Because again, it's difficult to do these studies in human clinical studies, but I have a little collaboration going with some people at the medical school of Vanderbilt University, Alzheimer's research group, and I was asked to give a talk here a few years ago, which I did with fear and trepidation to a group of medical researchers. And anyway, so this guy comes up to me afterwards, he said, Obviously, this is unbelievable. 'cause I talked about Western components that could help mitigate chronic diseases including Alzheimer's, and this guy is a radiological chemist, and he has a system where he puts the head of the mouse into a scanning machine and injects the mouse with ERGO in their tail, and he watches the ERGO go into their body. Real-time, real time, in minutes, it's throughout the body and brain...


And especially in the areas of the brain that are involved in memory and that kind of thing, so they just got done publishing a paper where they fed mice that have a propensity to get Alzheimer's disease is a genetic model, and then they compared that with normal wild type mice and they found that it did mitigate some of the tangles in the brain and whatever the content they think causes it, and did improve their memory. Yeah, I think there's a lot of agreement there, the other thing I wanted to mention is just life expectancy, because we all talk about chronic diseases, mitigating chronic Disease, and of course, that's very closely related to our life expectancy. So earlier mentioned that was a study that came out estimating the amount of ERGO consumed in the diet of people in five countries, and the US had the lowest and the Italian had the highest.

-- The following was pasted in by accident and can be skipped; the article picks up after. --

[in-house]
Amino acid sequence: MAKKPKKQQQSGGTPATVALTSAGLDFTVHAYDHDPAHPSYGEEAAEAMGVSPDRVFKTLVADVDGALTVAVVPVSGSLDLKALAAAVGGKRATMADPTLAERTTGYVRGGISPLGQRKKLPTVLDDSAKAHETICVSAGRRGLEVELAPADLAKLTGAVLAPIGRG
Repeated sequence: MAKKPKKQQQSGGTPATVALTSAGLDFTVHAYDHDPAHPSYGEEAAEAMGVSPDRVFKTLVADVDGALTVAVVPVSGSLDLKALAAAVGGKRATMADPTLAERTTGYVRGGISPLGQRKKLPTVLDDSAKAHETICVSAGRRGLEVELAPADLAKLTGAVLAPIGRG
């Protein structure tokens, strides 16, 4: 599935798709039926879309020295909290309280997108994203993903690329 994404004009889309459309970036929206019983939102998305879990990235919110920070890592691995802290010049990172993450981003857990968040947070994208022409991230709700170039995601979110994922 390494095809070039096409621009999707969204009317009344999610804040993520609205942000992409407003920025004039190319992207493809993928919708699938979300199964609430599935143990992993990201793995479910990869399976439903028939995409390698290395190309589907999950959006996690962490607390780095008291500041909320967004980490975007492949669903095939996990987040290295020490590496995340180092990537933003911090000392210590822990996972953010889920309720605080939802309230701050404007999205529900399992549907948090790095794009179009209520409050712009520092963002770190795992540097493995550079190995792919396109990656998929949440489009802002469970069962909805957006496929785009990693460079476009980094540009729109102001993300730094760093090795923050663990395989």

So I got to thinking, maybe there's some data I can use on chronic diseases from those countries, and I chose Parkinson's and Alzheimer's, and he would behold and lifetime, you get this beautiful curves of as people... And we have, for example, in the US, the highest rates of the diseases and the lowest ERGO, and everything else was in line, it's sort of a nice here, and I remember showing no was to a couple of my friends, I still... Bogus doesn't mean anything. You want that, right? Associations. And so I remember I was sending us around to a number of people, and I sent it to the head of the... The guy, the under the turn of Alzheimer's disease, who's at the University of Texas, San Antonio, and I asked him if he would be wanting to talk to me on the phone, and most people... I send that information, you'd never hear back from them... I'd say 90 over 90%. But he got right back to me. I told him about these figures, I said, I'd be afraid to show them to you because people laugh at me, he said, Well, I won't laugh, because that's exactly the kind of way we find out out the relationship between fat consumption and the cancer, an observations that you have to do...


So then I decided to add Japan to the mix and I had to do my own estimation of the amount of refining consume in Japan, and it turns out there was the highest, and they also have the highest life expectancy in the lowest rates of diseases. So I think there's something there. And the reason why the Japanese have such a high assumption as they consume three times as many mushrooms as we do in the US, and the mushrooms they consume have three times as much ERGO they consume on the states or whatever. And they have the highest life expectancy, second highest in the world on... On might be the first. So I really think there's something there that needs to be flushed out. And I spend half of my day, every day my wife, kids made that, being on the computer after day or whatever, trying to figure out how to find people that are interested in working in this area and whatever, and it hasn't been very highly successful.